Labor Code section 2802, subdivision (a), requires an employer to indemnify its employee for "necessary" expenditures or losses incurred as a direct consequence of the employee carrying out his employment duties.
In Carter v. Entercom Sacramento, LLC (filed 9/3/13) 2013 DJDAR 11886, Carter, as an employee of defendant's radio station, helped conduct an ill-conceived water-drinking contest that resulted in the death of a woman. The woman's family sued the station and employee Carter, among others. Carter tendered defense of the action to defendant station's insurer. The insurer accepted the tender and appointed conflict-free counsel to represent Carter rather than the attorney of Carter's choice. Carter declined the appointed attorney and insisted on utilizing the services of separate counsel. When the insurer refused to pay for that separate attorney, Carter brought this action seeking indemnity under section 2802. The trial court found that none of the fees and costs Carter incurred after the insurer appointed the attorney to represent him were necessary expenditures, thus found in favor of Entercom.
On appeal, Carter claims he had an absolute right to choose his own attorney at the employer's expense. This, he stated, was especially so because he faced potential liability for punitive damages and potential criminal charges. The Court of Appeal, Third Appellate District, disagreed, finding the question of whether the fees and costs claimed were necessary, and thereby subject to the duty of indemnity under section 2802, is a factual one; Carter failed to show the trial court's determination lacked substantial evidence to support it.
The appellate court initially points out that, although section 2802 does not impose a duty to defend, when an employer offers to defend the employee, that fact can have a bearing on the right to indemnity. Such a tender, if made with competent, conflict-free counsel, renders the employee's engaging separate counsel unnecessary. (See Grissom v. Vons Companies, Inc. (1991) 1 Cal.App.4th 52, 58.)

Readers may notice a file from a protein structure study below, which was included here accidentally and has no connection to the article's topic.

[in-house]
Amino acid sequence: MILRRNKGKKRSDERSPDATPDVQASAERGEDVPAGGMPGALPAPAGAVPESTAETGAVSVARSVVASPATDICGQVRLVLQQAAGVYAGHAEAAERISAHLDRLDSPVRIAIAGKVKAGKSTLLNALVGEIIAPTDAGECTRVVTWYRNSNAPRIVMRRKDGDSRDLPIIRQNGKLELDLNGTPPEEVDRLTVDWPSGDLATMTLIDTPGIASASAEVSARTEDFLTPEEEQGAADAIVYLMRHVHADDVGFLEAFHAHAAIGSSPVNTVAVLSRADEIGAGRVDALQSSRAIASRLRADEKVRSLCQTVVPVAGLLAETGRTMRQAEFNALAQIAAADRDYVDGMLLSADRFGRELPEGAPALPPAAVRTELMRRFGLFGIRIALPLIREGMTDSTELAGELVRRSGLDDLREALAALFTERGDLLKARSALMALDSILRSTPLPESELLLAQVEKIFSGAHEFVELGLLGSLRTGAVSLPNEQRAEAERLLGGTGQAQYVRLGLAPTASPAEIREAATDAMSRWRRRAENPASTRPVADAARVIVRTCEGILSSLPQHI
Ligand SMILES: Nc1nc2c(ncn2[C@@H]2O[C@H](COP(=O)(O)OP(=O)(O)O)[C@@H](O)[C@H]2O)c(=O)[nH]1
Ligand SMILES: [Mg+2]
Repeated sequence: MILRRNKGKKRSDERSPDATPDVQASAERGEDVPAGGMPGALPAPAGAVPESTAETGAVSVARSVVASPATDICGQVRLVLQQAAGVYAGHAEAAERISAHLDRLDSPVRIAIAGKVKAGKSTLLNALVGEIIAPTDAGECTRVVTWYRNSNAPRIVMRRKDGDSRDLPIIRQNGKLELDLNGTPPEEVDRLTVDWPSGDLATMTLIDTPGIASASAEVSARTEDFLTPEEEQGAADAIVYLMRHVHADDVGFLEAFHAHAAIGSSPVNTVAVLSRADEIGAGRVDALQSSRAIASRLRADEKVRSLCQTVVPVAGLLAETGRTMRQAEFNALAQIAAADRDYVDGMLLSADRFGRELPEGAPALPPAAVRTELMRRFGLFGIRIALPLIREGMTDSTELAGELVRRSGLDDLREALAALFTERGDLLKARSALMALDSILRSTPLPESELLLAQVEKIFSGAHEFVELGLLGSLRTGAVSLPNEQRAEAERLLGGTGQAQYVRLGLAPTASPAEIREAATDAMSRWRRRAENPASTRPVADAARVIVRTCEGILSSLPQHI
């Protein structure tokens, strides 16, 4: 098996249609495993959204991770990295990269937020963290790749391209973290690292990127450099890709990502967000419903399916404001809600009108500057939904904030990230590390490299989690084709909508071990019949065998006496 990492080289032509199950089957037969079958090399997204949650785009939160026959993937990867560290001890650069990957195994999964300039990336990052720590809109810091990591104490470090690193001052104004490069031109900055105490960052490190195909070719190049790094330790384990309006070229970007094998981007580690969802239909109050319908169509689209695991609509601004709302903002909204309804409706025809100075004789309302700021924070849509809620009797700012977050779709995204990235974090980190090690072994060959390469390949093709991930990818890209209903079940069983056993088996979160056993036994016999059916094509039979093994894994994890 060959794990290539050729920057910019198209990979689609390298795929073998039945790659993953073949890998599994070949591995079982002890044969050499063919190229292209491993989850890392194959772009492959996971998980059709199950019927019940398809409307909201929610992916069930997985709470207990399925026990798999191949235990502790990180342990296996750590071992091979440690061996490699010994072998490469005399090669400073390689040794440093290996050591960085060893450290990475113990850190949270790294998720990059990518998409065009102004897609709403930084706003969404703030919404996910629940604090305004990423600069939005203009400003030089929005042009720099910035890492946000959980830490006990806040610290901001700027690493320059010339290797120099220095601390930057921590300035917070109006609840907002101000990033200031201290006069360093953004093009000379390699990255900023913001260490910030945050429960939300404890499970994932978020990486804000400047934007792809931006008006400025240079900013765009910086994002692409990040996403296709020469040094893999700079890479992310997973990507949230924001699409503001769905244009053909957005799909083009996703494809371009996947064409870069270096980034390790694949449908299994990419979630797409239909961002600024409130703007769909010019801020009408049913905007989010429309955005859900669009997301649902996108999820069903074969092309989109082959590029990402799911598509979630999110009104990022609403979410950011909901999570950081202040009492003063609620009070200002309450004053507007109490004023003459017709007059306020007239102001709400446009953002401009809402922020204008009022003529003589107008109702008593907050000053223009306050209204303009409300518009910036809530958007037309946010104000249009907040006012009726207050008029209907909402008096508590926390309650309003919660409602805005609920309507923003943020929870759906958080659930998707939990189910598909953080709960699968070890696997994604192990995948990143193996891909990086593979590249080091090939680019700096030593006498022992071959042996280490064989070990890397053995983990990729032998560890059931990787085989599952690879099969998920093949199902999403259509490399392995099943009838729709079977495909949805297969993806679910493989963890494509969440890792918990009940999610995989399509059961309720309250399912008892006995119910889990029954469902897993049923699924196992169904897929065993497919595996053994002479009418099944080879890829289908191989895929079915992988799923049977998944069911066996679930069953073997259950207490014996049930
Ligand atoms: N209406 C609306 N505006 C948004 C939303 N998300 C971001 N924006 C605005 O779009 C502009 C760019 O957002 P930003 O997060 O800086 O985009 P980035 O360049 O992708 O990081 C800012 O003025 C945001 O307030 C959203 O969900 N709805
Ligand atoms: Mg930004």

On the question of the employee's right to choose counsel, the court notes that the 2802 right to indemnity, as a statutory right differs, from a contractual right to indemnity. This dispels Carter's claim that Civil Code section 2778, in saying that "in interpretation of a contract of indemnity," one of the rules is: "the person indemnified has the right to conduct his own defenses, if he chooses to do so," applies here. Moreover, even if section 2778 did apply, "an indemnitee ordinarily may not refuse to join in or cooperate with the indemnitor's proferred defense and still recover his separate and redundant attorneys' fees and costs." (Buchalter v. Levin (1967) 252 Cal.App.2d 367, 371.)
Nor did the appellate court see the personal risks faced by Carter (allegation of punitive damages and potential criminal charges) as causing the necessity of hiring his own counsel. The case turned on its own facts. The mere possibility of separate criminal charges and the mere allegation of punitive damages are not facts here that create a conflict, especially in light of the insurer's interest to vigorously defend the suit to avoid compensatory damages.
From this opinion, it is apparent to me that an employee in Carter's situation actually is not deprived of the right to an attorney of that person's own choice. But, if that person does so choose, instead of relying on cost-free, conflict-free, competent counsel, that person will foot the bill.
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